Further, the very language of the agreement was consistent with the special purpose of the account, known to the bank. The second letter agreement stated:
In consideration of your Bank issuing its undertaking (the letter of credit) . . ., we agree that you may charge the amount of the payment under that Undertaking to that account on or shortly before the date that each such payment is to be made.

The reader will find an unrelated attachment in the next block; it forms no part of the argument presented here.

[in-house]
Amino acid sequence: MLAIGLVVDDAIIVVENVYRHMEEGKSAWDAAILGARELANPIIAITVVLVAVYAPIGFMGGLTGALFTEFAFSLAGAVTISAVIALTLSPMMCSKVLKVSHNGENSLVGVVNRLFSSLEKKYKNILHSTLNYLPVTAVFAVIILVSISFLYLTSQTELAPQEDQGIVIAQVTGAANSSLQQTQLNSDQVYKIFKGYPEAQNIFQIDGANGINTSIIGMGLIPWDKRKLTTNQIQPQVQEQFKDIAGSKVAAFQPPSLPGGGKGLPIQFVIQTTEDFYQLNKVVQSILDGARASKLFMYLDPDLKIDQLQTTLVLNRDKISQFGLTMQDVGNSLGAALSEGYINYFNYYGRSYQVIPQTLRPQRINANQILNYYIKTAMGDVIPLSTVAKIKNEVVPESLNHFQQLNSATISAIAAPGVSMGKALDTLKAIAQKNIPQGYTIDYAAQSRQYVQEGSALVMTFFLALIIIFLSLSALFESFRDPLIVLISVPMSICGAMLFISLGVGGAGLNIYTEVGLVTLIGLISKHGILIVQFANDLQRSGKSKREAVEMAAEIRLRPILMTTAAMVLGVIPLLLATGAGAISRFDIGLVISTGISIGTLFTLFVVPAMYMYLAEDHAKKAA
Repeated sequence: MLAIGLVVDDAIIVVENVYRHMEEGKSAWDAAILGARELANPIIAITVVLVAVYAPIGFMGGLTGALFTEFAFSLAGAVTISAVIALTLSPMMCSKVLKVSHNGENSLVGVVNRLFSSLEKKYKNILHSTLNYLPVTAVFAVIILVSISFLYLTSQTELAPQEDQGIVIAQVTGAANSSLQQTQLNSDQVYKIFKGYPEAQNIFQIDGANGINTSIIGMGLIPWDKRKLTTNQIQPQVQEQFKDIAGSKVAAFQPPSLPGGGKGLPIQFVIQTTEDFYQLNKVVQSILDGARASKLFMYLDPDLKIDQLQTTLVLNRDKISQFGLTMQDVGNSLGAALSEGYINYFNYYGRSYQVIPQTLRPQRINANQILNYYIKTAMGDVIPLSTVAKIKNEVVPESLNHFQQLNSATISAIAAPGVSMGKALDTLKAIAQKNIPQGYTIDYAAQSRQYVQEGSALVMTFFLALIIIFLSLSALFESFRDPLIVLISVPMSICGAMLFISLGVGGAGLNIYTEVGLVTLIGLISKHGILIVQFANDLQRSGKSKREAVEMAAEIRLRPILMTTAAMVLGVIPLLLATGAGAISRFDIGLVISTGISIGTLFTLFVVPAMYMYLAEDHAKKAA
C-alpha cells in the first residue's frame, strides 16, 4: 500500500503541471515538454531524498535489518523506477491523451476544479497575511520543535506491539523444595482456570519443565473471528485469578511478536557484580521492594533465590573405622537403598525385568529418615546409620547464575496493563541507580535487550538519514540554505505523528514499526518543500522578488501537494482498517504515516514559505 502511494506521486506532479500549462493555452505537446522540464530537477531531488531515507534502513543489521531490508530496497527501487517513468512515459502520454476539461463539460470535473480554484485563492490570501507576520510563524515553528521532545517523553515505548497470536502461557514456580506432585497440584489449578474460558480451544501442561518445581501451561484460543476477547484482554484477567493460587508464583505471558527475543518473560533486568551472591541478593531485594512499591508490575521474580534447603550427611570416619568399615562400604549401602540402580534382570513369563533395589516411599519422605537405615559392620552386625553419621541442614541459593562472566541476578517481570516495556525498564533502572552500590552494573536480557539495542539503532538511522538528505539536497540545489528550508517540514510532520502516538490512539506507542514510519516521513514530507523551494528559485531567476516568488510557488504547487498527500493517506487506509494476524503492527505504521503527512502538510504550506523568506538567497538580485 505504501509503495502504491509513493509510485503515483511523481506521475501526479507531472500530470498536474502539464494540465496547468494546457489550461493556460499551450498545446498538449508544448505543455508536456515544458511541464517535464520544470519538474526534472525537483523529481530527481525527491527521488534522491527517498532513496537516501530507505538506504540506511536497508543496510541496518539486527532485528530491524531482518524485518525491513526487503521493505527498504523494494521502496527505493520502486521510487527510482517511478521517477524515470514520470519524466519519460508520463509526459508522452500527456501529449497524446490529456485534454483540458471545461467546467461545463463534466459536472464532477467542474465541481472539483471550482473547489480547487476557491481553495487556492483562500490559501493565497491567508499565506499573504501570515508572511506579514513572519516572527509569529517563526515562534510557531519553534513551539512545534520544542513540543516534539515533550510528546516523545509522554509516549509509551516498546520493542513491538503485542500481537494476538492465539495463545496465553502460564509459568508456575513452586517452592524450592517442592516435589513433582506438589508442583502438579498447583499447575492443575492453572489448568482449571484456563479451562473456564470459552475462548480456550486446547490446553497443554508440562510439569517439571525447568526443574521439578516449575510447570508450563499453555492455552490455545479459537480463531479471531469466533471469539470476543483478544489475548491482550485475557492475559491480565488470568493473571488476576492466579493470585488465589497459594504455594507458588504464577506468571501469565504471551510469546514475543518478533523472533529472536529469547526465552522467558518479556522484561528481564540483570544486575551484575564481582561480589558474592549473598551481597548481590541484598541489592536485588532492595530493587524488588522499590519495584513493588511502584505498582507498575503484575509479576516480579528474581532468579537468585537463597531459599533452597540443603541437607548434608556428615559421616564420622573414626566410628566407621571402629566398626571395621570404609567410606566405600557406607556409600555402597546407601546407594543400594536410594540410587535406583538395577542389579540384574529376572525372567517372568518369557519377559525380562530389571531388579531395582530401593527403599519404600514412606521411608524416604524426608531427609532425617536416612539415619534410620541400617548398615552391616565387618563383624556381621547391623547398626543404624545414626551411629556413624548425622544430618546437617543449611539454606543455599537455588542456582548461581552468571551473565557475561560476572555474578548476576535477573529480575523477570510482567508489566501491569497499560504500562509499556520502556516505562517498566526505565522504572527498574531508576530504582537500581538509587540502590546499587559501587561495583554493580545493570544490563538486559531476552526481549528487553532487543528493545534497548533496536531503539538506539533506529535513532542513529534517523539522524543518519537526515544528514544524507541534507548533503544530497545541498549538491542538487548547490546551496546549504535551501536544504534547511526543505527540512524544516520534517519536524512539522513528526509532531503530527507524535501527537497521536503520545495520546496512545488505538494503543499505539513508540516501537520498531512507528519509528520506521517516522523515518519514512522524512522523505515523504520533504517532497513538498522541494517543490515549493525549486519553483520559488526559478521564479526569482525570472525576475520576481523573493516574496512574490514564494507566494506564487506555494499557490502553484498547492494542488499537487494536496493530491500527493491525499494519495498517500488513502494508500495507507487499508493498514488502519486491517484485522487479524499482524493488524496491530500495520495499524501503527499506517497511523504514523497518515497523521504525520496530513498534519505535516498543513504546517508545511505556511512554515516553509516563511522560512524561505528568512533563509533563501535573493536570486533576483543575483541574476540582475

Citibank contends that the choice of the word "may" is only permissive so that Citibank, in fact, had complete control over whether or not it would charge the account. This construction lifts the word out of context. Here, Multiponics gave Citibank the right to charge Multiponics' account in exchange for Citibank's issuance of the letter of credit. Only when the interest payments were due, would Citibank debit Multiponics' account. Also, while the language is loosely drafted which is understandable since the agreement was in letter rather than more elaborate contract form it may be characterized as language of consideration, suggesting a conditional promise, see J. Calamari and J. Perillo, The Law of Contracts § 71 (1970), or a set of concurrent conditions. Id. § 139. Moreover, the single grant of authority to Citibank underscores not the permissive nature of the account, but its very limitation. Citibank was given the authority to charge Multiponics' account, but to do no more than that. Such a uni-purpose account, under which the bank is strictly controlled in its use of the funds, may be just the kind of special account for which setoff is inappropriate.